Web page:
T.J. Tindall

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T.J. Tindall (born Thomas Joshua Tindall; 1950 – January 26, 2016) was an American guitarist. He was a member of MFSB and played on 38 gold and platinum funk and R&B records and more than 30 hits produced by Gamble and Huff in the 1970s and 1980s.[1] Tindall is considered one of the architects of the Philadelphia Sound.[2] He was inducted twice into the Philadelphia Music Alliance’s Walk of Fame as a member of MFSB and the Salsoul Orchestra.[3]

Thomas Joshua Tindall was born in 1950 in Trenton, New Jersey.[4][5][6] During his career, Tindall played on hits produced by "Sound of Philadelphia" architects Kenneth Gamble and Leon Huff for artists such as The O'Jays' Travelin' at the Speed of Thought, Teddy Pendergrass, Harold Melvin and the Blue Notes, the Intruders, and The Three Degrees' album International. He also backed up and recorded with Bonnie Raitt (her album Give It Up), Lon & Derrek Van Eaton (their album Brother), the Jacksons, Robert Palmer's Double Fun, the Temptations, to name a few. He can be heard on The Trammps' 1976 hit "Disco Inferno" (US #46) and their album of the same name, Lou Rawls' "You'll Never Find Another Love Like Mine" (US #2), The Jackson 5's 1976 hit "Enjoy Yourself" (US #6, US R&B #2), Eddie Kendricks's "He's a Friend" single (US #36) and album of the same name and album Goin' Up In Smoke, Phyllis Hyman's album Prime of My Life, Loleatta Holloway's album Loleatta, Double Exposure's album Ten Percent, First Choice's album Delusions.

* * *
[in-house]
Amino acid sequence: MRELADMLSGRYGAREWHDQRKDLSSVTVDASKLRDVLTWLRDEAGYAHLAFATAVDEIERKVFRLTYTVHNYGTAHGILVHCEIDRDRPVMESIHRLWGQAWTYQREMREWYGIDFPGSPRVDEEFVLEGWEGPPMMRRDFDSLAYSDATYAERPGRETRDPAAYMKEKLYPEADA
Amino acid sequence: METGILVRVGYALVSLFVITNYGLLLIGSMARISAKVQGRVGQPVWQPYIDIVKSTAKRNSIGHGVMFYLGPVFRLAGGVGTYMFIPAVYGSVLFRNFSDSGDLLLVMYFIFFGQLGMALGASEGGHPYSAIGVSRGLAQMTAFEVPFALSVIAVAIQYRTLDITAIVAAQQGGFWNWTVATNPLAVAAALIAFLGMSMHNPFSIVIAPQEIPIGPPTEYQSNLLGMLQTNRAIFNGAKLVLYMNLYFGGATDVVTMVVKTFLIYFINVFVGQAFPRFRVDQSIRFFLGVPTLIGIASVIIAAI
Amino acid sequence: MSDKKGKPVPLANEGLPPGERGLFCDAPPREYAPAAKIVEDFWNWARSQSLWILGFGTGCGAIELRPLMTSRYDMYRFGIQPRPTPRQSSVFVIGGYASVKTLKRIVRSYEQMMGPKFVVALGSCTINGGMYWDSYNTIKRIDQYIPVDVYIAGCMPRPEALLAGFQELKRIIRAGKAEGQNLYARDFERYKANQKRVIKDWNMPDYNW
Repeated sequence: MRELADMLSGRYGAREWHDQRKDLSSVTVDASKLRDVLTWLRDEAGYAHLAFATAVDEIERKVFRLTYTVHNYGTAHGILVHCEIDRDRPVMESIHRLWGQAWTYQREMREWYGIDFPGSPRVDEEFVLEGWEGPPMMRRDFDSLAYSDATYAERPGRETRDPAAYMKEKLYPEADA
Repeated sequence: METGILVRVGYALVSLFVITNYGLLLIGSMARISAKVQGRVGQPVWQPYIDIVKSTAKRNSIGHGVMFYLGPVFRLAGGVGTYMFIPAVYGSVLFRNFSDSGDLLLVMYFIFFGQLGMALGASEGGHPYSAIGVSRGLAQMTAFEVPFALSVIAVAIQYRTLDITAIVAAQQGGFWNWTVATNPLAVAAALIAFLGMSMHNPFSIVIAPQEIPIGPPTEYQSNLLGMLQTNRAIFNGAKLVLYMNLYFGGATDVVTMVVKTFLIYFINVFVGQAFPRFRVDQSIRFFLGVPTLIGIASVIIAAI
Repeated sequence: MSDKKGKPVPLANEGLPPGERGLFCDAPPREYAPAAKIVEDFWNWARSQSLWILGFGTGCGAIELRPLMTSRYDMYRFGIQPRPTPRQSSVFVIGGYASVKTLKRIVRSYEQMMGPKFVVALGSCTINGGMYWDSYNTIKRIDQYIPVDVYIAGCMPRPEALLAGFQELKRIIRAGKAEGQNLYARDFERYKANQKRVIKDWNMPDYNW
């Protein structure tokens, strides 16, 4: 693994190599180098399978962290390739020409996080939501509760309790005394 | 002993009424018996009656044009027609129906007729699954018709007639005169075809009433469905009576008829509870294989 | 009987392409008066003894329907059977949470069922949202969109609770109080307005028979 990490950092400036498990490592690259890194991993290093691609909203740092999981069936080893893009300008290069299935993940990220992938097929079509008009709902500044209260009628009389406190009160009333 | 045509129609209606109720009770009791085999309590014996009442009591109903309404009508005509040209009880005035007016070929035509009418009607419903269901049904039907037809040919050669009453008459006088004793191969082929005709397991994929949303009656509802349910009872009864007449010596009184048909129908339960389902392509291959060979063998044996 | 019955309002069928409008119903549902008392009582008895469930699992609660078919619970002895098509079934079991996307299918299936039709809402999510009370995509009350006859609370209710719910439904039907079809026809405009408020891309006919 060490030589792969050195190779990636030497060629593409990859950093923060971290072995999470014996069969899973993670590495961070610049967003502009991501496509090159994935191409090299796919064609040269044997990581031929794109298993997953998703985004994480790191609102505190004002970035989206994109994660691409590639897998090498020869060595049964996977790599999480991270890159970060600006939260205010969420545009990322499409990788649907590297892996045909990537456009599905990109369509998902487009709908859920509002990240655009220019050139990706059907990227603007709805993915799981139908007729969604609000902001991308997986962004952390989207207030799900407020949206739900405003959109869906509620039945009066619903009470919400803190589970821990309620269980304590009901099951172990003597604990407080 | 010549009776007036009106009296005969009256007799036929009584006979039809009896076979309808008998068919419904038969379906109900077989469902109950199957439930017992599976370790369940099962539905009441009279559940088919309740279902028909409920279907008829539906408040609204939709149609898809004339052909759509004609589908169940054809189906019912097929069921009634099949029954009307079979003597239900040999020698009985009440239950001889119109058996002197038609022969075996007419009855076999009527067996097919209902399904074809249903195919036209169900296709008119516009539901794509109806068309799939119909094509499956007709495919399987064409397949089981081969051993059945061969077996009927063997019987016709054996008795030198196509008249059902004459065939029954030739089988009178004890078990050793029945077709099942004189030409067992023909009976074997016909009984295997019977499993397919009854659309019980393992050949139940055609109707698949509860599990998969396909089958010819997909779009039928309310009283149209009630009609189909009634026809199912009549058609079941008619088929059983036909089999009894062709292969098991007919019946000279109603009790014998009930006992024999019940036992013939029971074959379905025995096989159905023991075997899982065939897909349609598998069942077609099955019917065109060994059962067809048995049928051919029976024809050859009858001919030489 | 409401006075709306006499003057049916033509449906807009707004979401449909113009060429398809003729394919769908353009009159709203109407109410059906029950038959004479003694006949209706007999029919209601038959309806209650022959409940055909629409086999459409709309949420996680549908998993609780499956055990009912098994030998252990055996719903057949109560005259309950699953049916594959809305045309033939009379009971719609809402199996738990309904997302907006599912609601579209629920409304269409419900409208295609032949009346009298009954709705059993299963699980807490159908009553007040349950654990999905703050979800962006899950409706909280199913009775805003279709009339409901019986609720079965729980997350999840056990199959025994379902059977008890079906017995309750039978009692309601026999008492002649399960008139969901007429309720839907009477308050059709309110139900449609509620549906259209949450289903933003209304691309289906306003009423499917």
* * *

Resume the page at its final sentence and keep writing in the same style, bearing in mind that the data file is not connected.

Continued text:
In the 1980s, Tindall retired from music, running a company in Princeton founded by his father. In 2012, he went back to the studio to join David Uosikkinen's project In The Pocket: Essential Songs of Philadelphia.

Tindall died of cancer in 2016 at age 65.[1][7]


  1. ^ a b Molly Daly (January 27, 2016). "Friends, Colleagues Remember Guitarist TJ Tindall, Part Of The Musical Foundation Of The Sound Of Philadelphia". CBS Philly. Retrieved October 19, 2016.
  2. ^ "T.J. Tindall, a creator of the Philadelphia Sound, dies at 65". News Works. January 27, 2016. Retrieved October 19, 2016.
  3. ^ Warren, Bruce (July 27, 2016). "Rest in peace, Sound of Philly guitarist T.J. Tindall". WXPN. Retrieved October 21, 2016.
  4. ^ Shilling, Alana (February 20, 2013). "Tj Lights Up New Hope". U.S. 1 Newspaper. PrincetonInfo.com. Retrieved October 20, 2016.
  5. ^ "Philly Mourns Loss of TJ Tindall". NewJerseyStage. January 27, 2016. Retrieved October 20, 2016.
  6. ^ TJ Tindall Discogs Accessed October 21, 2016.
  7. ^ Iman Lababedi (January 27, 2016). "Sad News from The World Of Philadelphia Soul: Guitarist T.J Tindall Dead". rock nyc. Retrieved October 19, 2016.